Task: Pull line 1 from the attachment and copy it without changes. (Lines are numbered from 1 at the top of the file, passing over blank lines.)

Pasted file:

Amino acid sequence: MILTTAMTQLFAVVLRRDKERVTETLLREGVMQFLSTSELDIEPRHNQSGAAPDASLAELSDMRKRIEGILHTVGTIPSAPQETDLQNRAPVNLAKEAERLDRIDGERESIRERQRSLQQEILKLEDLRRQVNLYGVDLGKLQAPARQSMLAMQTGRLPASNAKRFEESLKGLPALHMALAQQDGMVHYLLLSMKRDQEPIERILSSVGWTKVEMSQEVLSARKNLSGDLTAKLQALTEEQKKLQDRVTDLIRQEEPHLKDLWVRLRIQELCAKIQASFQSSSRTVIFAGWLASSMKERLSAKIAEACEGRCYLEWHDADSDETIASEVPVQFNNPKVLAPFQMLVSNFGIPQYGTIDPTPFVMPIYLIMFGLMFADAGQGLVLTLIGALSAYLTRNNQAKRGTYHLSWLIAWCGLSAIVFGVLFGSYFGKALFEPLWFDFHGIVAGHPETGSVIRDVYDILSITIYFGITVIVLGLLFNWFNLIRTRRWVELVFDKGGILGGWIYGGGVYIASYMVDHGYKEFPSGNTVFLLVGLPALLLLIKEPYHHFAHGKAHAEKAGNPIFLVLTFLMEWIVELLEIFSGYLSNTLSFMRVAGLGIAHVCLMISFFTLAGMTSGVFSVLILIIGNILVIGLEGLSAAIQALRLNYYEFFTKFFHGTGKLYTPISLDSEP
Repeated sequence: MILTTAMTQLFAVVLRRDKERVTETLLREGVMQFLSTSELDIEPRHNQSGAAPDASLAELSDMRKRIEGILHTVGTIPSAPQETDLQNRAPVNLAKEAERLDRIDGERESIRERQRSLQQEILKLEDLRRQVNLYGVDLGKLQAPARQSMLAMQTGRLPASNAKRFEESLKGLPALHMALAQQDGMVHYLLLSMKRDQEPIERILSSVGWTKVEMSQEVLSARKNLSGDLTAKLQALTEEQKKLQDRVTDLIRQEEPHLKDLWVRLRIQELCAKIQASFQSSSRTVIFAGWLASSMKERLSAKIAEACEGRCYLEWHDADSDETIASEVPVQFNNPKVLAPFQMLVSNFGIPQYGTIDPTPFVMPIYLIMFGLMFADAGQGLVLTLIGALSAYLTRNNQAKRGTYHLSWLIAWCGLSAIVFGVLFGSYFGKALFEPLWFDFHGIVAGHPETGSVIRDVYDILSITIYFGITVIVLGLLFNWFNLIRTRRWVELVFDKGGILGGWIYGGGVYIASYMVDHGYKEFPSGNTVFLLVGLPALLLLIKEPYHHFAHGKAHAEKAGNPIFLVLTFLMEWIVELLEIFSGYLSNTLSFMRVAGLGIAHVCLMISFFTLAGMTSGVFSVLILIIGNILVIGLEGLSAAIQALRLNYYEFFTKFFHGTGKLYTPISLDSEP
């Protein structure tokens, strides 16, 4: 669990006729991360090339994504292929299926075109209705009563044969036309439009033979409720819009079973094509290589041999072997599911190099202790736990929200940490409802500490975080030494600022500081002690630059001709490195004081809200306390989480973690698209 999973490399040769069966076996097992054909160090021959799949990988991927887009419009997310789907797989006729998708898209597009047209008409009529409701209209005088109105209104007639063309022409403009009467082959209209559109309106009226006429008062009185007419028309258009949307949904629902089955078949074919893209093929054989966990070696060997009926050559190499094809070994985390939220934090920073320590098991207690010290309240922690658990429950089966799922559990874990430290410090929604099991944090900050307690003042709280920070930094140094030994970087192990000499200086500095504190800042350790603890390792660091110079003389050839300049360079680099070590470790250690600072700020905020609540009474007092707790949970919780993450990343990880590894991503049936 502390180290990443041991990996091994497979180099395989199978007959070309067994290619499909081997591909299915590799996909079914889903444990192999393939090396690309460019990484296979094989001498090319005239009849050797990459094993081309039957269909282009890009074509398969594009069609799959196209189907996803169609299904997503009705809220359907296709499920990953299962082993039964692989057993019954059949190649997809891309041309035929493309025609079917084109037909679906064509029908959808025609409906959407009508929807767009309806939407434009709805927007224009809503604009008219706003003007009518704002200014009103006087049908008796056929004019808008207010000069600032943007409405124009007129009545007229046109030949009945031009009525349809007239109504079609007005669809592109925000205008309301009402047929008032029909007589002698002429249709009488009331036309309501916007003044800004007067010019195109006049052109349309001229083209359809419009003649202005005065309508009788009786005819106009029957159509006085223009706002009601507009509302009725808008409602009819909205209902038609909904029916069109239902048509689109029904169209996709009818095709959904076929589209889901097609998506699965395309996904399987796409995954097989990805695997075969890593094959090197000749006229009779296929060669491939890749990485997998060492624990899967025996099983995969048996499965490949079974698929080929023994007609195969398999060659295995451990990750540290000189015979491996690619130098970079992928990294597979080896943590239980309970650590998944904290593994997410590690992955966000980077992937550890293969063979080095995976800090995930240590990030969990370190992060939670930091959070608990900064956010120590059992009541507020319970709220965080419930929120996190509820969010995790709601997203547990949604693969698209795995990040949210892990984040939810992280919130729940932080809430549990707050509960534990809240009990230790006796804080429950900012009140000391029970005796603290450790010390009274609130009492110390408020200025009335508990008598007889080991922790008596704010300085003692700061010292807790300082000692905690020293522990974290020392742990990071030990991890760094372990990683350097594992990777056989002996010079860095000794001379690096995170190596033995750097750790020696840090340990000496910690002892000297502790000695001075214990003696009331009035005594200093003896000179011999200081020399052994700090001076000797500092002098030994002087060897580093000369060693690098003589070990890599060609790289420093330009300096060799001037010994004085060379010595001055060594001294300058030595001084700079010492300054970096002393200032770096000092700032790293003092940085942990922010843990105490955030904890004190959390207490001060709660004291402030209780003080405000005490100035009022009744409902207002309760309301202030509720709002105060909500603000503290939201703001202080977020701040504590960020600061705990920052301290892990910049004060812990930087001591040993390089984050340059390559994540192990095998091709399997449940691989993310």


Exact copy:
Amino acid sequence: MILTTAMTQLFAVVLRRDKERVTETLLREGVMQFLSTSELDIEPRHNQSGAAPDASLAELSDMRKRIEGILHTVGTIPSAPQETDLQNRAPVNLAKEAERLDRIDGERESIRERQRSLQQEILKLEDLRRQVNLYGVDLGKLQAPARQSMLAMQTGRLPASNAKRFEESLKGLPALHMALAQQDGMVHYLLLSMKRDQEPIERILSSVGWTKVEMSQEVLSARKNLSGDLTAKLQALTEEQKKLQDRVTDLIRQEEPHLKDLWVRLRIQELCAKIQASFQSSSRTVIFAGWLASSMKERLSAKIAEACEGRCYLEWHDADSDETIASEVPVQFNNPKVLAPFQMLVSNFGIPQYGTIDPTPFVMPIYLIMFGLMFADAGQGLVLTLIGALSAYLTRNNQAKRGTYHLSWLIAWCGLSAIVFGVLFGSYFGKALFEPLWFDFHGIVAGHPETGSVIRDVYDILSITIYFGITVIVLGLLFNWFNLIRTRRWVELVFDKGGILGGWIYGGGVYIASYMVDHGYKEFPSGNTVFLLVGLPALLLLIKEPYHHFAHGKAHAEKAGNPIFLVLTFLMEWIVELLEIFSGYLSNTLSFMRVAGLGIAHVCLMISFFTLAGMTSGVFSVLILIIGNILVIGLEGLSAAIQALRLNYYEFFTKFFHGTGKLYTPISLDSEP